Ode to Franz Liszt
A prophetic voice, borne on the golden wings of time,
Transcends the beat of the human drum…ever sublime
Ancient strategic dots that plot a masterful score
Slumber for a century till given life once more
Clay digits cascade over ivories, black and white,
Summoning reveries that croon and howl in the night
More profound than the Pole or diverse than all his peers
His rich tapestry of sound soaks in blood, sweat and tears
Once Prometheus bound his exhumed spirit now soars
Enlightening future generations both mine and yours
Enraptured by a Lisztian whirlwind of vivid sound
Heaven joyously splits open… a hero is crowned.
Franz Liszt (1811-1886)
Liszt’s influence as a, pianist, composer, and great personality spans almost the entire nineteenth century and is felt into the twentieth. He was born with the first generation of romantic composers, Berlioz, Chopin, Schumann, and Mendelssohn. But he outlived them all and played a hugely significant role in the development of the ?music of the future.?
Franz Liszt was born in 1811 in Raiding, Hungary. By the age of six it was obvious that he was no ordinary child. His father gave him piano lessons and arranged for Franz to play for many aristocrats in hopes that someone would sponsor his son’s musical education. At the age of nine he won an award to study in Vienna. He studied piano with Carl Czerny, prot?g? of Beethoven, and composition with Antonio Salieri. He continued touring Europe until the age of 17, performing for the likes of King George IV and Beethoven. By this time he had already written his first and only opera, Don Sanche, that was performed in Paris and many virtuoso pieces. Liszt established himself as a master of the piano. Some have dubbed him the ?King? or ?God? of piano. Moscheles, who heard a performance in London, wrote, ?In its power and mastery of every difficulty Liszt’s playing surpasses anything previously heard.?
Liszt took up full time residence in Paris where he spent much of his time with the greats of literature, music, and art such as Victor Hugo, Chopin, Mendelssohn, Delacriox, Berlioz, Paganini. This time in Paris was filled with romance and culture. Liszt developed his complex aesthetic character.
He was still developing as a composer, though. Most of his work at this time consisted of transcribing works of other composers such as Paganini, Gounod, Verdi, and Wagner. In 1834, at the age of 23, he and his scandalous lover, the Countess Marie d’Agoult eloped to Switzerland. Her wealth provided him the opportunity to devote himself to composing. During this period Liszt wrote the Transcendental Etudes, Lelio Fantasy, and 12 Grand Etudes to name a few. He was prolific.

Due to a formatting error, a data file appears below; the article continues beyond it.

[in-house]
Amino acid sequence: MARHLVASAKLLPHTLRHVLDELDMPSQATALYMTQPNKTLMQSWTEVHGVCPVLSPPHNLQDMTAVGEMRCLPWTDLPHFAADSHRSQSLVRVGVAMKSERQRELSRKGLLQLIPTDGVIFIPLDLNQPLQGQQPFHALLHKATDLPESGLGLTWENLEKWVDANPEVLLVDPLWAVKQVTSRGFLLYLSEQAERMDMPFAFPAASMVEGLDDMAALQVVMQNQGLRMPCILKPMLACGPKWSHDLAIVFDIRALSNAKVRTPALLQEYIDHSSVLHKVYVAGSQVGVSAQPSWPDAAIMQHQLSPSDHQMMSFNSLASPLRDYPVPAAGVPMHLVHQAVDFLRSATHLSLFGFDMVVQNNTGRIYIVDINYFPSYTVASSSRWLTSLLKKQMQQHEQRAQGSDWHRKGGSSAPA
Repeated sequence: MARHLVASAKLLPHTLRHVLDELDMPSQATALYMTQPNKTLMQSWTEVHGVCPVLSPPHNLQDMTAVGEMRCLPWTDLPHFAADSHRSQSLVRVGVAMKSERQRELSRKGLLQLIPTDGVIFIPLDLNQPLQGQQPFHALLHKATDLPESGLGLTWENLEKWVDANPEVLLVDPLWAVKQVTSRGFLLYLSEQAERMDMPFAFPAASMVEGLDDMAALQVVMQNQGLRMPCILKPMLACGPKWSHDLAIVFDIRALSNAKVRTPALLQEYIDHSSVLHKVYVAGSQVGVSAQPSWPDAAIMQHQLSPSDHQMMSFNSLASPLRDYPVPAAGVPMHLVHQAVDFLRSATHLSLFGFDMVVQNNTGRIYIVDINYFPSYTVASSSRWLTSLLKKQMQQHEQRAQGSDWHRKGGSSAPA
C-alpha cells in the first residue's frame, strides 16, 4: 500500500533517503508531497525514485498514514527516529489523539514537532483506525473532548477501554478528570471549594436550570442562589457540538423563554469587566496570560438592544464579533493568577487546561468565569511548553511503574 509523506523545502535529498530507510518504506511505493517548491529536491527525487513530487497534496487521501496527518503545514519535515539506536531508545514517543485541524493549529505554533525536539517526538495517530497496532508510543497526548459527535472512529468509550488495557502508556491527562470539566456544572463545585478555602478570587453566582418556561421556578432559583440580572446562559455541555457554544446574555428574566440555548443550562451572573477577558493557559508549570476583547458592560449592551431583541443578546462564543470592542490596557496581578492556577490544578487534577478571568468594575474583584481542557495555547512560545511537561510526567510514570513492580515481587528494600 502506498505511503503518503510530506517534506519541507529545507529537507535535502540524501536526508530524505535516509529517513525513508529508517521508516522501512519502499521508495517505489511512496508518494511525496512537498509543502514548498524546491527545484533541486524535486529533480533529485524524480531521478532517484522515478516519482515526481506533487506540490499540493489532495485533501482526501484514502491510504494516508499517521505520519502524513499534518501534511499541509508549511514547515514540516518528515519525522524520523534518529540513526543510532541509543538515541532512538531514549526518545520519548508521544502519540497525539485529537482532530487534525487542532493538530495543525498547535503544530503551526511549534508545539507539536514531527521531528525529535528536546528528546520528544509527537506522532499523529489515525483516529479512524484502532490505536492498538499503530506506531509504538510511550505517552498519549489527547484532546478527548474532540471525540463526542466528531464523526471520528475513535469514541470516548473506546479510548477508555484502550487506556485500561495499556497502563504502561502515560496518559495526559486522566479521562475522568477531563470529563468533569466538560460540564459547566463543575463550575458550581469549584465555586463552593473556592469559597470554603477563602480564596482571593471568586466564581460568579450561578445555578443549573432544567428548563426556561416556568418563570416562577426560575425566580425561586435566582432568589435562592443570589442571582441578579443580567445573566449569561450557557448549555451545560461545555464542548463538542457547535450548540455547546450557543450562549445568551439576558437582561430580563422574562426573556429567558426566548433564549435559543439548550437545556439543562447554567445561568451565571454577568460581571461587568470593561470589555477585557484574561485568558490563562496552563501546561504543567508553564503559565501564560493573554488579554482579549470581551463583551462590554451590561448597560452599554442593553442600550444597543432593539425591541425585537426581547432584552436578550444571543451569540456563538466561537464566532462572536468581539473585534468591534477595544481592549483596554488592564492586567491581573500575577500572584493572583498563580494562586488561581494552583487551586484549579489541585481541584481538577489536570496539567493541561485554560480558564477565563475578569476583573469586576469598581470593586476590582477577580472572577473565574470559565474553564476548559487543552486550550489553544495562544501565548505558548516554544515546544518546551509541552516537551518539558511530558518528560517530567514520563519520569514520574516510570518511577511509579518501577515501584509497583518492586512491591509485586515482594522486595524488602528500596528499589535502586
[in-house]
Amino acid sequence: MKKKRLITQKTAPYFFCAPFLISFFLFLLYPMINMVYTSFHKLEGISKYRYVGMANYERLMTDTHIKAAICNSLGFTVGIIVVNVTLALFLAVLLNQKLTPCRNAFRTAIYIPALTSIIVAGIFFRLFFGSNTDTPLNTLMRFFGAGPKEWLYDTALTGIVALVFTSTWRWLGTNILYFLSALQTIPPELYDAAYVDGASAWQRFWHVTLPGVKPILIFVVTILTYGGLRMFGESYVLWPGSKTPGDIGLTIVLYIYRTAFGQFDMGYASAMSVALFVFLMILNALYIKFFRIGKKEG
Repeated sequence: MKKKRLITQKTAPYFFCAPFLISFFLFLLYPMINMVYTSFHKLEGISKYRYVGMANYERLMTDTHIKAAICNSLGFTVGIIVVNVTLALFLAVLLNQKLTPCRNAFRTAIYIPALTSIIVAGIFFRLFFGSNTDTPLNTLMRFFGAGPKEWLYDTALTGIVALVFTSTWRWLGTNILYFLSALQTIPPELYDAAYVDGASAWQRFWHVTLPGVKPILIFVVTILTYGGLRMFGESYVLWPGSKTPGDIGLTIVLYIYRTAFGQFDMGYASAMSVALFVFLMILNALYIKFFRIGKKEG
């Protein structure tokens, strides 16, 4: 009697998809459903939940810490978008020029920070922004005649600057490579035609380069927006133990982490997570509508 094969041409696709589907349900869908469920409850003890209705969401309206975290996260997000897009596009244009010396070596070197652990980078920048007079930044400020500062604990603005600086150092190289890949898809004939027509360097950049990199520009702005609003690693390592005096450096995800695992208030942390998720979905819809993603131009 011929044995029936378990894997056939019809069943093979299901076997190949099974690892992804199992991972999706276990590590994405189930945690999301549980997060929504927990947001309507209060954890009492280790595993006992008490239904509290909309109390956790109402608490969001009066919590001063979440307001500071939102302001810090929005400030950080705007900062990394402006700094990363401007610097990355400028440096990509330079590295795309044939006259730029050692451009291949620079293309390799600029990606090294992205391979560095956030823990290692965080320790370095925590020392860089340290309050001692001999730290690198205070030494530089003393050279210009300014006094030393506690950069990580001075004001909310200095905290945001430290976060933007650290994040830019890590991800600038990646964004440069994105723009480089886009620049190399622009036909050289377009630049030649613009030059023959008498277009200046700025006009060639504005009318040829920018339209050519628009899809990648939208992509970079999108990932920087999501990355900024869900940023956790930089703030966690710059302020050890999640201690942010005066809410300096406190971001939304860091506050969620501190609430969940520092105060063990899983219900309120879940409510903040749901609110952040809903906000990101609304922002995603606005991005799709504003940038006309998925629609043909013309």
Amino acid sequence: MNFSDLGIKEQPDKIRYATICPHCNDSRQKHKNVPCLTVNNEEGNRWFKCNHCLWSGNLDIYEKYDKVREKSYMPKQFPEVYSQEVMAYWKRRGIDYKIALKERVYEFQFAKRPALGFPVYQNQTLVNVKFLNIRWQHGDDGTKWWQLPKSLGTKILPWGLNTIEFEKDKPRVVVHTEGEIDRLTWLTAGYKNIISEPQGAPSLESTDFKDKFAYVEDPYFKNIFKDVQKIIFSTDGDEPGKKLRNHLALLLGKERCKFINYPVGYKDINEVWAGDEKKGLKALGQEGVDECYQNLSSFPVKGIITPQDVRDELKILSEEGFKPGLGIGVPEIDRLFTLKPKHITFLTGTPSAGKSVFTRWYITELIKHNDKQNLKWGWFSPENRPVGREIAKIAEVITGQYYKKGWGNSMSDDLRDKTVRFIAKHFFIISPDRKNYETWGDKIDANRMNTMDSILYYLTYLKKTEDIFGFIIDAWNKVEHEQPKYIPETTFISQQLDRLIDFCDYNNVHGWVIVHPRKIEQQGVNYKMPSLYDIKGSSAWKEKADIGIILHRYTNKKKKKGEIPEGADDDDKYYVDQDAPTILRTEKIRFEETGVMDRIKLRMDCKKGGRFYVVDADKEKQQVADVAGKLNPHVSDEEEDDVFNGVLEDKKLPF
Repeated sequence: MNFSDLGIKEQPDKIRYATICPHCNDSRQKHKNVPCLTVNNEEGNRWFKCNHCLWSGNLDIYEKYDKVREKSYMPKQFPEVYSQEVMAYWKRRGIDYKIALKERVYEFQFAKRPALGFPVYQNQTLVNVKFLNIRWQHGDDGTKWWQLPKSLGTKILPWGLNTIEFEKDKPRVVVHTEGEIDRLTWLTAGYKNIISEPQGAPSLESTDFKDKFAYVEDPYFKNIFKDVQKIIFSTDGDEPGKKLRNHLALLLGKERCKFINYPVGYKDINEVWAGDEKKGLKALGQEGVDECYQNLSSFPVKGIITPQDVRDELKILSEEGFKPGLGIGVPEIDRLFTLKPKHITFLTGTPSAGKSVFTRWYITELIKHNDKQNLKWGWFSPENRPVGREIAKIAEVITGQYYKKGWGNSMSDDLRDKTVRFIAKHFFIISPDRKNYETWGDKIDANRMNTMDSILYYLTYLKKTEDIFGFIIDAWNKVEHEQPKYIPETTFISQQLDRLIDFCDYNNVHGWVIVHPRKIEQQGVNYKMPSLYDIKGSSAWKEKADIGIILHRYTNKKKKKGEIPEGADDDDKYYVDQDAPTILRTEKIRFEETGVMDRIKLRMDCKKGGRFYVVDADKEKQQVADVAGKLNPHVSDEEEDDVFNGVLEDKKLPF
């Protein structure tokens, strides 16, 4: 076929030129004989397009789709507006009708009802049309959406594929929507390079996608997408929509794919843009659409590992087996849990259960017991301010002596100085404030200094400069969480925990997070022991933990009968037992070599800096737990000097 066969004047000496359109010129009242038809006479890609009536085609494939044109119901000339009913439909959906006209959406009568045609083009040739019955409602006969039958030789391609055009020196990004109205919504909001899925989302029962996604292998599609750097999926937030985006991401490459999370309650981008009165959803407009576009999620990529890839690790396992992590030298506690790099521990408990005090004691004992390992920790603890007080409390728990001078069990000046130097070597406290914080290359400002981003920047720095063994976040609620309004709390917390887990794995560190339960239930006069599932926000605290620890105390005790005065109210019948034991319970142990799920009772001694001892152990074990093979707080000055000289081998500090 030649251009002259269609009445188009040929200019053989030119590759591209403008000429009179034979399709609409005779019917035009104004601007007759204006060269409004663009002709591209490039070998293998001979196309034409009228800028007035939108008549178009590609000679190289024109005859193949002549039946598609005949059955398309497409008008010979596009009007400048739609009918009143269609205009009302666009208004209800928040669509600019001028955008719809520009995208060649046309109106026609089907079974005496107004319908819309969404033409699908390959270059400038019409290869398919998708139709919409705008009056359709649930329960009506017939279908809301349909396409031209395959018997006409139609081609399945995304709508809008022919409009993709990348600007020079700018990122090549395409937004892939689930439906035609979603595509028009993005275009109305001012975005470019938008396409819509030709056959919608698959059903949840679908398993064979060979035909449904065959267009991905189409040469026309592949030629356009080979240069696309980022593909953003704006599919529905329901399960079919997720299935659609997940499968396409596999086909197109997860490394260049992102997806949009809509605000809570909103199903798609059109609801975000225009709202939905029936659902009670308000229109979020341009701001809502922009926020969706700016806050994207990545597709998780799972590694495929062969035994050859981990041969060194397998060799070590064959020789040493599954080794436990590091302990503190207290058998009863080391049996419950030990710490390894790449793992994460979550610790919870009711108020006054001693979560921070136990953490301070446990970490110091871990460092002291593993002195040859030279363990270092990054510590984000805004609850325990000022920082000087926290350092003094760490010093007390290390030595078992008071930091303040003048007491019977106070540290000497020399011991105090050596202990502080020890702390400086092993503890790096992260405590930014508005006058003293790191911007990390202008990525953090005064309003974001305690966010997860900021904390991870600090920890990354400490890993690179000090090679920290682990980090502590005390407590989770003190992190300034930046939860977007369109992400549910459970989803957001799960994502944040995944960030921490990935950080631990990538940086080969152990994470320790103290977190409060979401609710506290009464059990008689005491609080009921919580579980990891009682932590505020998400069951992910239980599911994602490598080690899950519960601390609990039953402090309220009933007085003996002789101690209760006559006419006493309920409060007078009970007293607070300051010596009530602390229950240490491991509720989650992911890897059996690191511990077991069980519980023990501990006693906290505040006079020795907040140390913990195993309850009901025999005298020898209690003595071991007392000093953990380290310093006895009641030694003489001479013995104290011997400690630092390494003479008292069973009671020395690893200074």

By 1843 Liszt had established himself as a composer of symphonic poems. He is credited with inventing this genre of music. He wrote songs of Goethe, Heine, and Hugo, and his first Hungarian Rhapsody. This era is the height of Lisztomania, an incredibly successful tour all over Europe in which he originates the solo piano recital, calling them ?soliloquies.? He was the first to fully orchestrate the piano. During Lisztomania he also began a new style of conducting, breathing life into the works instead of merely signaling a beat.
Liszt was also recognized as an altruist. He promoted the work of other composers such as Faure, Debussy, Saint-Saens, and Grieg. He gave free concerts to raise money for charities, and he mentored such young talent as Berlioz and Wagner free of charge.
In 1847 he officially retired as a performer never accepting another fee for a concert. He met the second great love of his life, Princess Carolyne Sayn-Wittgenstein in Kiev after having broken with Marie. She eventually joined him in Weimar where he had been appointed Grand Ducal Director of Music Extraordinaire. He settled here producing some of his greatest works, Les Preludes, the Dante and Faust Symphonies, Twelve Symphonic Poems including Hamlet, and Hungaria, and the Sonata in B for Piano. In 1860 Liszt moved to Rome. He divided his time between Weimar, Budapest, and Rome until his death in 1886.
Liszt continued to compose, teach, and perform until he died at the age of 74. He had his critics, but his style has shaped music to the present. He will always be remembered as a charismatic performer and a pioneer in the development of impressionism. The symphonic poem has outlasted any other form of music. Liszt’s influence on the music world will be forever respected.
When When he sits at the piano and, having repeatedly pushed his hair back over his brow, begins to improvise, then he often rages all too madly upon the ivory keys and lets loose a deluge of heaven-storming ideas, with here and there a few sweet flowers to shed fragrance upon the whole. One feels both blessedness and anxiety, but rather more anxiety.